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Biomolecular function is realized by recognition, and increasing evidence shows that recognition is determined not only by structure but also by flexibility and dynamics. We explored a biomolecular recognition process that involves a major conformational change - protein folding. In particular, we explore the binding-induced folding of IA3, an intrinsically(More)
Histone chaperones facilitate assembly and disassembly of nucleosomes. Understanding the process of how histone chaperones associate and dissociate from the histones can help clarify their roles in chromosome metabolism. Some histone chaperones are intrinsically disordered proteins (IDPs). Recent studies of IDPs revealed that the recognition of the(More)
Numerous relatively short regions within intrinsically disordered proteins (IDPs) serve as molecular recognition elements (MoREs). They fold into ordered structures upon binding to their partner molecules. Currently, there is still a lack of in-depth understanding of how coupled binding and folding occurs in MoREs. Here, we quantified the unbound ensembles(More)
Biomolecular functions are determined by their interactions with other molecules. Biomolecular recognition is often flexible and associated with large conformational changes involving both binding and folding. However, the global and physical understanding for the process is still challenging. Here, we quantified the intrinsic energy landscapes of flexible(More)
The energy landscape approach has played a fundamental role in advancing our understanding of protein folding. Here, we quantify protein folding energy landscapes by exploring the underlying density of states. We identify three quantities essential for characterizing landscape topography: the stabilizing energy gap between the native and nonnative ensembles(More)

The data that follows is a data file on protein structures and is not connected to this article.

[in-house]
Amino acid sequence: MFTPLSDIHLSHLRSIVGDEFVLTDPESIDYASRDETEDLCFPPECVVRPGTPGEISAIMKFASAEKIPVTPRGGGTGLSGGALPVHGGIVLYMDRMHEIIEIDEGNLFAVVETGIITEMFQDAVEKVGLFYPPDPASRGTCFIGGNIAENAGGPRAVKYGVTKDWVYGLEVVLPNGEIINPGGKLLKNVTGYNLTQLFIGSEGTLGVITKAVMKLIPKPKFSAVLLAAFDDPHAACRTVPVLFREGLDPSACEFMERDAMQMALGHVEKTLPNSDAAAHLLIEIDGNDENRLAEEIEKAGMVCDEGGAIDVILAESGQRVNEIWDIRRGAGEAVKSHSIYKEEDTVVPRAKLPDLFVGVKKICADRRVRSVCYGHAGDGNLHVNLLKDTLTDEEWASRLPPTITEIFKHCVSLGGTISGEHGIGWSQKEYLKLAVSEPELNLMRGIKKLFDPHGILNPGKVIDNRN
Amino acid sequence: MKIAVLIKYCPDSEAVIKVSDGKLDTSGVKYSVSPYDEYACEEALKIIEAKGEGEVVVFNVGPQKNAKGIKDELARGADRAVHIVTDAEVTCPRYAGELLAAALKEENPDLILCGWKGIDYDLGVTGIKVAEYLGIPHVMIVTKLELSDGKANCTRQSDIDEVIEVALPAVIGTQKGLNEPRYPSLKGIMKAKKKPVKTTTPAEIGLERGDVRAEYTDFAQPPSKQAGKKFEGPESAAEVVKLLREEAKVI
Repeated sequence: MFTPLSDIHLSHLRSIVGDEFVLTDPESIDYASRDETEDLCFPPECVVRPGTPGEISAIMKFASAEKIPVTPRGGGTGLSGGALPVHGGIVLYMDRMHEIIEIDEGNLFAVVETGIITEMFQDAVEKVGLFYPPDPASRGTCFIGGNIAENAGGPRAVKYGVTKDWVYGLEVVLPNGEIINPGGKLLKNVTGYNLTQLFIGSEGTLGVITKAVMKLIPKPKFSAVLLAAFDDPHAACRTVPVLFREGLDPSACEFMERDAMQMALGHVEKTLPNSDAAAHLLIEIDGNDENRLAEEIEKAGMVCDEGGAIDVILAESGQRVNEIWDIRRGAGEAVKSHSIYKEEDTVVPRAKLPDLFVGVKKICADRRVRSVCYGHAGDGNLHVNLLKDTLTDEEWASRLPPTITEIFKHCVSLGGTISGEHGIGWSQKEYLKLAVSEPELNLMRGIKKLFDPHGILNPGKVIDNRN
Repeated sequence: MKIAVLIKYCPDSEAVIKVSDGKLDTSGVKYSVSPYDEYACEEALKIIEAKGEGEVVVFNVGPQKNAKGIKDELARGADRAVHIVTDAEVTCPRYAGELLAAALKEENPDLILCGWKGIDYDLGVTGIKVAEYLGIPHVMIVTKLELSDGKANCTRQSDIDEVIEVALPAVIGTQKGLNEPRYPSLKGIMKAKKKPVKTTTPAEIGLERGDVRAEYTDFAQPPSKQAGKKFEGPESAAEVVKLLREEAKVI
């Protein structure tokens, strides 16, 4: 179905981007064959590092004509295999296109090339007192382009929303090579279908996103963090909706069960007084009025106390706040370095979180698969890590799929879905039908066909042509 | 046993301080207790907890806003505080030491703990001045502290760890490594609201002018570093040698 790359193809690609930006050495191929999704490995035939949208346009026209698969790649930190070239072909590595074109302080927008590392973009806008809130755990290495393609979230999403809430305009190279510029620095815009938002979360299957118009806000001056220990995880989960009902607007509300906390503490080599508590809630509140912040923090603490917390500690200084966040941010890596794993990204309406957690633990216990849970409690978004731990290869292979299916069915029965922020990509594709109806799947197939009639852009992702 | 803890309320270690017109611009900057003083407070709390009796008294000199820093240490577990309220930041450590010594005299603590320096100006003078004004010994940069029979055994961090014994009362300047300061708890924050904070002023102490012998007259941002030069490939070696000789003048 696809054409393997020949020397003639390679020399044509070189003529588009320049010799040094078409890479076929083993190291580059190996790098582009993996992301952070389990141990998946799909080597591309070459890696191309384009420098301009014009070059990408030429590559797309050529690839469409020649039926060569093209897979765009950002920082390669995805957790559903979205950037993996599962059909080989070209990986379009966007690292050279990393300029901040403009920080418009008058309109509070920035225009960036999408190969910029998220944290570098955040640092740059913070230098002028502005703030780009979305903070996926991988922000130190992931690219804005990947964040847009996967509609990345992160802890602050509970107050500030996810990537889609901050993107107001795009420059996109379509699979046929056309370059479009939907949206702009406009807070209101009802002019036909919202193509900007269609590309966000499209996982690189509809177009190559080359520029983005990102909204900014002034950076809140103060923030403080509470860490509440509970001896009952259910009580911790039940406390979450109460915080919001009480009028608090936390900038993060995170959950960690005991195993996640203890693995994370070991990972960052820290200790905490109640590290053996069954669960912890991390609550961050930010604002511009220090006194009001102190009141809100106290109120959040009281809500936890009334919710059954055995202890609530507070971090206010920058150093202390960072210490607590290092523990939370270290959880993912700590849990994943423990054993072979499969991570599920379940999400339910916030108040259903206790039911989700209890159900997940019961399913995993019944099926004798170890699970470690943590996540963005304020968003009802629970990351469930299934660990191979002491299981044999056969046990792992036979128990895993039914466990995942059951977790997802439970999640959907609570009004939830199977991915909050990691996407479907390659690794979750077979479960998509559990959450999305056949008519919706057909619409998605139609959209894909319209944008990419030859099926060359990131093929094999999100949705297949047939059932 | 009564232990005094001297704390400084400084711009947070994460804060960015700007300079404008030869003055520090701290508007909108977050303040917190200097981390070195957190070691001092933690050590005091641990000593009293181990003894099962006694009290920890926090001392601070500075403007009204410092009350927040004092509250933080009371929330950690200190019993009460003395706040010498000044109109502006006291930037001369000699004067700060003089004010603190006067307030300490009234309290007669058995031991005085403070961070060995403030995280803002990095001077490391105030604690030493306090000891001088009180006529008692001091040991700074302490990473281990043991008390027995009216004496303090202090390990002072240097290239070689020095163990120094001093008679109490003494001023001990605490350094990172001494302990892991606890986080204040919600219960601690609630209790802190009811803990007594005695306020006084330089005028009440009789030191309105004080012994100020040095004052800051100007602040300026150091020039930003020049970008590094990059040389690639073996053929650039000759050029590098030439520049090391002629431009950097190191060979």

Approximately three-fourths of eukaryotic proteins are composed of multiple independently folded domains. However, much of our understanding is based on single domain proteins or isolated domains whose studies directly lead to well-known energy landscape theory in which proteins fold by navigating through a funneled energy landscape toward native structure(More)
Protein-DNA recognition is a central biological process that governs the life of cells. A protein will often undergo a conformational transition to form the functional complex with its target DNA. The protein conformational dynamics are expected to contribute to the stability and specificity of DNA recognition and therefore may control the functional(More)
Flexibility in biomolecular recognition is essential and critical for many cellular activities. Flexible recognition often leads to moderate affinity but high specificity, in contradiction with the conventional wisdom that high affinity and high specificity are coupled. Furthermore, quantitative understanding of the role of flexibility in biomolecular(More)
  • Xiakun Chu, Victor Muñoz
  • Physical chemistry chemical physics : PCCP
  • 2017
Transcription factors are thought to efficiently search for their target DNA site via a combination of conventional 3D diffusion and 1D diffusion along the DNA molecule mediated by non-specific electrostatic interactions. This process requires the DNA-binding protein to quickly exchange between a search competent and a target recognition mode, but little is(More)
The catalytic subunit of PKA (PKAc) exhibits three major conformational states (open, intermediate, and closed) during the biocatalysis process. Both ATP and substrate/inhibitor can effectively induce the conformational changes of PKAc from open to closed states. Aiming to explore the mechanism of this allosteric regulation, we developed a coarse-grained(More)